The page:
Since last week saw the three late night shows that I watch all airing repeats, I decided that I’d finally get around to watching the movies that I regularly add to my various queues. Despite my free time I never really find myself willing to invest my time in movies.
That’s why I’ve done the AMC Best Picture Showcase for the past four years. That’s also why I did my Recommended Movie Marathon and last year’s Movie Week. Well, this year’s Movie Week starts with Arbitrage.
I’d heard lots of good things about this film. I remember that Richard Gere’s performance was singled out and if I recall correctly, got a hint of Oscar buzz. Of course that never panned out. But the film did benefit from being topical in that it focused on the bad guy du jour, the corporate criminal.
Basically Arbitrage is about a hedge fund manager who tries his best to keep people from finding out about the crimes he’s committed. It’s all about façades and appearances. It’s a thrilling drama where you don’t know if you’re rooting for or against the lead.
Gere does a stellar job portraying someone who just wants to cross the finish line, while an increasingly number of hurdles are placed in his path. He remarkably conveys desperation without the usual panic that’s associated with that feeling. It’s because of that cool exterior that his brief out of control moment register all the more.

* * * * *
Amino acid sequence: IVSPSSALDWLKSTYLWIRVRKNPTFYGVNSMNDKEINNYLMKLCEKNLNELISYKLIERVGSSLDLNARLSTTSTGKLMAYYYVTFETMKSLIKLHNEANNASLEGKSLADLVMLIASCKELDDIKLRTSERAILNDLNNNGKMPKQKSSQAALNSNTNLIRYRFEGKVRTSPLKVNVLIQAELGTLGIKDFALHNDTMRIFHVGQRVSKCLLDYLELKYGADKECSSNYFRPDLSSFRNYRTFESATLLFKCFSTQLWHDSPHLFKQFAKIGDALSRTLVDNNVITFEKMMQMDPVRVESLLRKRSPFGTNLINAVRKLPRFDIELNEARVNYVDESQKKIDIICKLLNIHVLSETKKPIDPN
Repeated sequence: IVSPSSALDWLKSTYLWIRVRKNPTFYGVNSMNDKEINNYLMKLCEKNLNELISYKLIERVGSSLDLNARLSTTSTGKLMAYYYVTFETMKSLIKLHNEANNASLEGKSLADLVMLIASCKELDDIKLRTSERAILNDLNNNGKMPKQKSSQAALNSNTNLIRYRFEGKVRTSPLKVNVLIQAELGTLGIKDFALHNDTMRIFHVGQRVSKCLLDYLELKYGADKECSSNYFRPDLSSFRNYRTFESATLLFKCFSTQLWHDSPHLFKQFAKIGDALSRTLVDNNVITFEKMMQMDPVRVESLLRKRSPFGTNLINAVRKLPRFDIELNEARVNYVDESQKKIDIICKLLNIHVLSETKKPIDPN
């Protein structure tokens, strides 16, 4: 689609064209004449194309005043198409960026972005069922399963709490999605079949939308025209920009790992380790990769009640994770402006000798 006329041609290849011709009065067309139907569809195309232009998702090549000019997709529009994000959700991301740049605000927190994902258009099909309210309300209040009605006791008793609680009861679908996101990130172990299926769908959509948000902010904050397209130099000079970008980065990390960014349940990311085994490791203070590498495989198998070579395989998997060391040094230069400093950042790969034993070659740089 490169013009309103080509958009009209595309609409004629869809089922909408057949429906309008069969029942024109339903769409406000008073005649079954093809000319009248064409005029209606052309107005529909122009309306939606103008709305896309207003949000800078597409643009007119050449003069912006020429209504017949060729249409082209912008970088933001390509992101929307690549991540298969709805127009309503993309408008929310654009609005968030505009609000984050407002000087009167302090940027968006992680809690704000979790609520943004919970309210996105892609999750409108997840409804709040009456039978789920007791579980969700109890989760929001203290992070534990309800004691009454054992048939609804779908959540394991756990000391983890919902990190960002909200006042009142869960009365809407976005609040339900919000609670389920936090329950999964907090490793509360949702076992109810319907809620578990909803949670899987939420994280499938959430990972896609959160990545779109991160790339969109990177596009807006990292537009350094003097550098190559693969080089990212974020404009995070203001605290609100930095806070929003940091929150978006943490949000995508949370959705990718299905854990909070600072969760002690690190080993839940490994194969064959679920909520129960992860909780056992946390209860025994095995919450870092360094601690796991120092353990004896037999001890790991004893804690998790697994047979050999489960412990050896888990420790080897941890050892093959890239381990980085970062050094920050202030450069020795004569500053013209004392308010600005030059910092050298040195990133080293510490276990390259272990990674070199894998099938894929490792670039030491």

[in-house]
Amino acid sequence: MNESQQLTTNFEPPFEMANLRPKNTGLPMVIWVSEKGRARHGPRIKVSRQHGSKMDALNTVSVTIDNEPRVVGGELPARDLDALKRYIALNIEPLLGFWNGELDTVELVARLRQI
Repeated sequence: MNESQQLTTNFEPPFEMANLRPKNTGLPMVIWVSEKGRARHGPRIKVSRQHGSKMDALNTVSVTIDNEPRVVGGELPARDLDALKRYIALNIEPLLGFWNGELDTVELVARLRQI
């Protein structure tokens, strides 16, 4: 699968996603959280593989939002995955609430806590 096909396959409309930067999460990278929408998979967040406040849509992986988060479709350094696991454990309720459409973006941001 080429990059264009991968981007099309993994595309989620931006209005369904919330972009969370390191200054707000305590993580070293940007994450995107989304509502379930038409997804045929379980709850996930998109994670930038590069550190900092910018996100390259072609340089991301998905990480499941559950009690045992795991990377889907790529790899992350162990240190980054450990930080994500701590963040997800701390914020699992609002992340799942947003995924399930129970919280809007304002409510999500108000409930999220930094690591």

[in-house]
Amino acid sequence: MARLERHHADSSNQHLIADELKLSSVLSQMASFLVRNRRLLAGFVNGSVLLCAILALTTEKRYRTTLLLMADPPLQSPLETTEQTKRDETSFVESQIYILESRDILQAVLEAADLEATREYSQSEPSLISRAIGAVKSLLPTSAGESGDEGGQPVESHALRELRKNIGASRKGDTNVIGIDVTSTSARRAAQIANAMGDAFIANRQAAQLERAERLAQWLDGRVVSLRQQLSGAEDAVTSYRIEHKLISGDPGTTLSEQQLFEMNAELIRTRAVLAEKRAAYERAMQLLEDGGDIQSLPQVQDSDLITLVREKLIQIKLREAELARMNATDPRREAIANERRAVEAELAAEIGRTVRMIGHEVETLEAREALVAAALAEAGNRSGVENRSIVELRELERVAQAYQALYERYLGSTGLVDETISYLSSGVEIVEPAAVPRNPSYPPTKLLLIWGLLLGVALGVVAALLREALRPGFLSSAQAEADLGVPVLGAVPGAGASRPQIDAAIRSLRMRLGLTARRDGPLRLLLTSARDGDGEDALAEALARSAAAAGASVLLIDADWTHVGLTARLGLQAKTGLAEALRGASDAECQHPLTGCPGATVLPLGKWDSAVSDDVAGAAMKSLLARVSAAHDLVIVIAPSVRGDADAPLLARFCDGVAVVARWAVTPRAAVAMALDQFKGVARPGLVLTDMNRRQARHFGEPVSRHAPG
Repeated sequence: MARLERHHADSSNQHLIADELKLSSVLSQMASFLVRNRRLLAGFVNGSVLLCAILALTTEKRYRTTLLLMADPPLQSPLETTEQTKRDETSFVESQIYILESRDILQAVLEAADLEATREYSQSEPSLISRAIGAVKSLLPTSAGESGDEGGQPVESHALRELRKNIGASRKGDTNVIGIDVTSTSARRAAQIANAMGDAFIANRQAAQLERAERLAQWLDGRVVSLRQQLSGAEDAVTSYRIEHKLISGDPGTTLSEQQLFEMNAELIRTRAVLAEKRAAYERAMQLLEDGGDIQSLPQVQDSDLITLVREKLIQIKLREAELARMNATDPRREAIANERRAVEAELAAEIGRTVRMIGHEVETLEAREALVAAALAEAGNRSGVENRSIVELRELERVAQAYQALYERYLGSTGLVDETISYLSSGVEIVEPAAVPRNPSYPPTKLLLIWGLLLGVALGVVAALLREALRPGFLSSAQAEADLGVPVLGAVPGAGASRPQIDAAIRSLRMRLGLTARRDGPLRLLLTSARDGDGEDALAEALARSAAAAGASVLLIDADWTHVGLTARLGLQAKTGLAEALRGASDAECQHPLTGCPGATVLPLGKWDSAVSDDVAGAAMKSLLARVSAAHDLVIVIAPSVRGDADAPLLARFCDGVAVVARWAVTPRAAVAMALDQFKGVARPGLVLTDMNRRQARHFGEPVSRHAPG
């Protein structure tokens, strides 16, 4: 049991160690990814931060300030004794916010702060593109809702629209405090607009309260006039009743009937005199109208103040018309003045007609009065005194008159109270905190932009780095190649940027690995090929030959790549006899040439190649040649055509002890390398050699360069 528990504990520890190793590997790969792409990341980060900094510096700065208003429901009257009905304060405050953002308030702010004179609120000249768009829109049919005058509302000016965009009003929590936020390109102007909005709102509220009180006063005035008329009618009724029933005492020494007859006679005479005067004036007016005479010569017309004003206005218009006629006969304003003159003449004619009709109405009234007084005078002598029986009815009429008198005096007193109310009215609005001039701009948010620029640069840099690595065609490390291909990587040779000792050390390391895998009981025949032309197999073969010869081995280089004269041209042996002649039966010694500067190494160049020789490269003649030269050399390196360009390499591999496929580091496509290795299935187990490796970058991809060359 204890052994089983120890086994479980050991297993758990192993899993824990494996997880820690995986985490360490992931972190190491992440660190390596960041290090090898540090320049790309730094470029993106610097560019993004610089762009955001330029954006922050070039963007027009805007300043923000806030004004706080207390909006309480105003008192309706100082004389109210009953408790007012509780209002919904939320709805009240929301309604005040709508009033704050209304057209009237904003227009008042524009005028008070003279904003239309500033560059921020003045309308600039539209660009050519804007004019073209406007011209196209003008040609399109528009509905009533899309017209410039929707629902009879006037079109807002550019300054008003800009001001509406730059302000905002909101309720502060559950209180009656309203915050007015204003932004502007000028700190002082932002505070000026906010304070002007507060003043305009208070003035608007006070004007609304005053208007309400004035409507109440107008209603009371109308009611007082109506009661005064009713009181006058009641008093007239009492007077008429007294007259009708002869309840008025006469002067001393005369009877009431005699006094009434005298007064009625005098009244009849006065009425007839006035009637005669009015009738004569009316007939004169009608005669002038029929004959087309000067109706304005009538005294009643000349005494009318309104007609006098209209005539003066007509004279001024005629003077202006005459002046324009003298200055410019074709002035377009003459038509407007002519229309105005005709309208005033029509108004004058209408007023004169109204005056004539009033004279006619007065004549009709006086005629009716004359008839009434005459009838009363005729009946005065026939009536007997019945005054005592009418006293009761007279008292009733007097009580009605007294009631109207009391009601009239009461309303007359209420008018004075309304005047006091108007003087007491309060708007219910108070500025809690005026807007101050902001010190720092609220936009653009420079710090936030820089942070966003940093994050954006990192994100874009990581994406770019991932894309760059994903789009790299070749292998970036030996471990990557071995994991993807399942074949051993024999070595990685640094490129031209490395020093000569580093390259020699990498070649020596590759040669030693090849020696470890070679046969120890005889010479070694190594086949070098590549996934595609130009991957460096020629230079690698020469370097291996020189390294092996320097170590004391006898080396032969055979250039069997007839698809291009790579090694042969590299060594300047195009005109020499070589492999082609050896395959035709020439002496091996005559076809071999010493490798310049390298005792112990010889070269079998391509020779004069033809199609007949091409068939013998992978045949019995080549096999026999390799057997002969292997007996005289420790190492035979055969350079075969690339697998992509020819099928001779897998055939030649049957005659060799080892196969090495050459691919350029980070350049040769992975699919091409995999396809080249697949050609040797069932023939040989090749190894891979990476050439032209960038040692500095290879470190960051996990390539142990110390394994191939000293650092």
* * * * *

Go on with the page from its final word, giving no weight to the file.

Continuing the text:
On every level Arbitrage speaks to the adage “it’s not about the crime, it’s about the cover up.” Robert Miller makes a mistake and covers it up. When he’s finally about to get to a place where he can move beyond the initial mistake and cover up, he’s involved in a different and equally horrible mistake, which he covers up again, to preserve the initial cover up. And of course there are other cover ups as well.
Gere is joined by Susan Sarandon, Tim Roth, Brit Marling, Nate Parker and Stuart Margolin. Being The Rockford Files fan that I am, I geeked out to see Stuart Margolin again, as Angel Martin is one of my all time favorite tv characters. Everyone plays their part and plays it well.
For me the strongest performance, after Gere, is Nate Parker. He brings an authenticity to every scene that he’s in. If don’t know if they’ve locked up the cast for the upcoming Netflix/Marvel project, but they might want to consider Nate for Luke Cage. Just a thought.
What’s really a trip is that, according to IMDB, apparently Robert Miller was supposed to be played by Al Pacino and Nate Parker stepped in when Drake dropped out of the project. While I’m curious what Drake would have done, I’m glad Parker played the role. I have no doubt that Pacino would have chewed up the scenery beyond recognition.
If you haven’t check out Arbitrage and you’re interested in a nice little thriller, check it out. The performances are top notch and the actual story is a compelling, if conflicted, one.